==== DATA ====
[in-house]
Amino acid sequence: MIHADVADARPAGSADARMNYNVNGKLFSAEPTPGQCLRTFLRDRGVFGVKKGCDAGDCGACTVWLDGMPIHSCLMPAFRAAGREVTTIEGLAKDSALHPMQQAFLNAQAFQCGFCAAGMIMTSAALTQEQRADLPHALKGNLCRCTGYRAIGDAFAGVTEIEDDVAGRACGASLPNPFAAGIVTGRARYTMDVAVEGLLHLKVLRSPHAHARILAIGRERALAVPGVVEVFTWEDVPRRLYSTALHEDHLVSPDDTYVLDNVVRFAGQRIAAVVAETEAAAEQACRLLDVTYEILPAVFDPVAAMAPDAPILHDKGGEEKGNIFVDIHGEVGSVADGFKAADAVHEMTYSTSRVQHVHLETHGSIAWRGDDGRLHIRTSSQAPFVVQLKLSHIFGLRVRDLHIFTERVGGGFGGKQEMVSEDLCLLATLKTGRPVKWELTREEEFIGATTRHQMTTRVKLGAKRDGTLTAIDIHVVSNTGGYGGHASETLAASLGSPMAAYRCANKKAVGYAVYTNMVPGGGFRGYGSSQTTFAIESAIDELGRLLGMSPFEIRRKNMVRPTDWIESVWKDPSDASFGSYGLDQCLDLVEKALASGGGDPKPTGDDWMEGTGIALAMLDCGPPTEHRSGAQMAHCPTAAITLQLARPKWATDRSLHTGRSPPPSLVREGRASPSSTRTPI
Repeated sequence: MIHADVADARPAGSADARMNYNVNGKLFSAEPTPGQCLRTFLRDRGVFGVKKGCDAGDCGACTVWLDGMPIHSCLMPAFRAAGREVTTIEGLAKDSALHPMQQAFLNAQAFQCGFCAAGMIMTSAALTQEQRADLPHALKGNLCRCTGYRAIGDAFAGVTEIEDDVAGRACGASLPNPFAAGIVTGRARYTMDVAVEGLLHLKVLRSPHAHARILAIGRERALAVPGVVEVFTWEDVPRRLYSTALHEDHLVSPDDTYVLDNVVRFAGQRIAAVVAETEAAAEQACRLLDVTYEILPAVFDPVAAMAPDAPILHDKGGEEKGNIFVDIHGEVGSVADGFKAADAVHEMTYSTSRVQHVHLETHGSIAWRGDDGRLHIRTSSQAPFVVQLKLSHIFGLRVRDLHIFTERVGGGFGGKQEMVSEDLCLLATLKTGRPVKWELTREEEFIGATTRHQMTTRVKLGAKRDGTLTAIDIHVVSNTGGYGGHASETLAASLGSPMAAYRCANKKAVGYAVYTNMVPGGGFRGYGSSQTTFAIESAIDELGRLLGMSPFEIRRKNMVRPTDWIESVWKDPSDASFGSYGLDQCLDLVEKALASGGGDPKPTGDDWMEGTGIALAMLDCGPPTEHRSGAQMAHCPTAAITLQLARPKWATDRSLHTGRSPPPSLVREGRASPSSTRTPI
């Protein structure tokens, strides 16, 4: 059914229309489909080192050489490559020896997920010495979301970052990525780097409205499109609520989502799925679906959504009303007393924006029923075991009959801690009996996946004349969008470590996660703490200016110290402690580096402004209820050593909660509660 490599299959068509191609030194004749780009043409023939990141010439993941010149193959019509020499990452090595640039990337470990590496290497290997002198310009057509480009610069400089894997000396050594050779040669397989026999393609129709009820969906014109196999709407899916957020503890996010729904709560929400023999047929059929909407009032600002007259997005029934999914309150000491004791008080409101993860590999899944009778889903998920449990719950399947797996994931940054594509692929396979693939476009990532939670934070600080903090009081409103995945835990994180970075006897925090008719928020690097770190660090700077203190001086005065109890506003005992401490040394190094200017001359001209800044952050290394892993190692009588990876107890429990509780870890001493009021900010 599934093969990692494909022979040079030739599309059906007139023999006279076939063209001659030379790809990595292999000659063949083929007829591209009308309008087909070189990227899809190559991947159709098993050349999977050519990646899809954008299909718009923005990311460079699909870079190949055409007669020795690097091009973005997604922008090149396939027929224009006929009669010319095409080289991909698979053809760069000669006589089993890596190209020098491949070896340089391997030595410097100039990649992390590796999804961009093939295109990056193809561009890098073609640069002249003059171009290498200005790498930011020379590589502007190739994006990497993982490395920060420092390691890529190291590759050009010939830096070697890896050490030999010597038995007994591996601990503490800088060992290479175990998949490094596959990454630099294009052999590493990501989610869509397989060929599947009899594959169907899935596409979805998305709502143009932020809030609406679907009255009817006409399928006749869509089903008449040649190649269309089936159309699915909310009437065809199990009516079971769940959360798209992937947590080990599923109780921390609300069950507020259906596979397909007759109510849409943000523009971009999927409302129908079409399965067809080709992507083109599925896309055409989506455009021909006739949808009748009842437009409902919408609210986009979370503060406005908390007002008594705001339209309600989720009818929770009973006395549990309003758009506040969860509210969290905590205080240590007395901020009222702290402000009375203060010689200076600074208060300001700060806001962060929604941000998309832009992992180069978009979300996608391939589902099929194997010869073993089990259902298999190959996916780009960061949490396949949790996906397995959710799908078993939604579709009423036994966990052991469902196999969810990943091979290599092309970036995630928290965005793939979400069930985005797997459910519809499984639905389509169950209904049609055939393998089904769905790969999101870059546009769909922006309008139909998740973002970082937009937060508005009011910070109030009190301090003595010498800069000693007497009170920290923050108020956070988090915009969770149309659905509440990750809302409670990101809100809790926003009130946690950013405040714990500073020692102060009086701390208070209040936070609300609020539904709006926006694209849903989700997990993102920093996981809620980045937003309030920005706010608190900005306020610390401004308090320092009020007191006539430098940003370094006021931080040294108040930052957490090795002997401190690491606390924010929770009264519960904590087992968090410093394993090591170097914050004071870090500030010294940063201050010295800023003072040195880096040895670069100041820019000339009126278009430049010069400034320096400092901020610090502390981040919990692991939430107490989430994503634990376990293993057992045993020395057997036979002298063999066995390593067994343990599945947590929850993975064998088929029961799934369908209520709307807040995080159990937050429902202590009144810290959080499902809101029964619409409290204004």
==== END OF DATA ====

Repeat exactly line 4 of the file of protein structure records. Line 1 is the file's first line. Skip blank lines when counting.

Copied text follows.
């Protein structure tokens, strides 16, 4: 059914229309489909080192050489490559020896997920010495979301970052990525780097409205499109609520989502799925679906959504009303007393924006029923075991009959801690009996996946004349969008470590996660703490200016110290402690580096402004209820050593909660509660 490599299959068509191609030194004749780009043409023939990141010439993941010149193959019509020499990452090595640039990337470990590496290497290997002198310009057509480009610069400089894997000396050594050779040669397989026999393609129709009820969906014109196999709407899916957020503890996010729904709560929400023999047929059929909407009032600002007259997005029934999914309150000491004791008080409101993860590999899944009778889903998920449990719950399947797996994931940054594509692929396979693939476009990532939670934070600080903090009081409103995945835990994180970075006897925090008719928020690097770190660090700077203190001086005065109890506003005992401490040394190094200017001359001209800044952050290394892993190692009588990876107890429990509780870890001493009021900010 599934093969990692494909022979040079030739599309059906007139023999006279076939063209001659030379790809990595292999000659063949083929007829591209009308309008087909070189990227899809190559991947159709098993050349999977050519990646899809954008299909718009923005990311460079699909870079190949055409007669020795690097091009973005997604922008090149396939027929224009006929009669010319095409080289991909698979053809760069000669006589089993890596190209020098491949070896340089391997030595410097100039990649992390590796999804961009093939295109990056193809561009890098073609640069002249003059171009290498200005790498930011020379590589502007190739994006990497993982490395920060420092390691890529190291590759050009010939830096070697890896050490030999010597038995007994591996601990503490800088060992290479175990998949490094596959990454630099294009052999590493990501989610869509397989060929599947009899594959169907899935596409979805998305709502143009932020809030609406679907009255009817006409399928006749869509089903008449040649190649269309089936159309699915909310009437065809199990009516079971769940959360798209992937947590080990599923109780921390609300069950507020259906596979397909007759109510849409943000523009971009999927409302129908079409399965067809080709992507083109599925896309055409989506455009021909006739949808009748009842437009409902919408609210986009979370503060406005908390007002008594705001339209309600989720009818929770009973006395549990309003758009506040969860509210969290905590205080240590007395901020009222702290402000009375203060010689200076600074208060300001700060806001962060929604941000998309832009992992180069978009979300996608391939589902099929194997010869073993089990259902298999190959996916780009960061949490396949949790996906397995959710799908078993939604579709009423036994966990052991469902196999969810990943091979290599092309970036995630928290965005793939979400069930985005797997459910519809499984639905389509169950209904049609055939393998089904769905790969999101870059546009769909922006309008139909998740973002970082937009937060508005009011910070109030009190301090003595010498800069000693007497009170920290923050108020956070988090915009969770149309659905509440990750809302409670990101809100809790926003009130946690950013405040714990500073020692102060009086701390208070209040936070609300609020539904709006926006694209849903989700997990993102920093996981809620980045937003309030920005706010608190900005306020610390401004308090320092009020007191006539430098940003370094006021931080040294108040930052957490090795002997401190690491606390924010929770009264519960904590087992968090410093394993090591170097914050004071870090500030010294940063201050010295800023003072040195880096040895670069100041820019000339009126278009430049010069400034320096400092901020610090502390981040919990692991939430107490989430994503634990376990293993057992045993020395057997036979002298063999066995390593067994343990599945947590929850993975064998088929029961799934369908209520709307807040995080159990937050429902202590009144810290959080499902809101029964619409409290204004």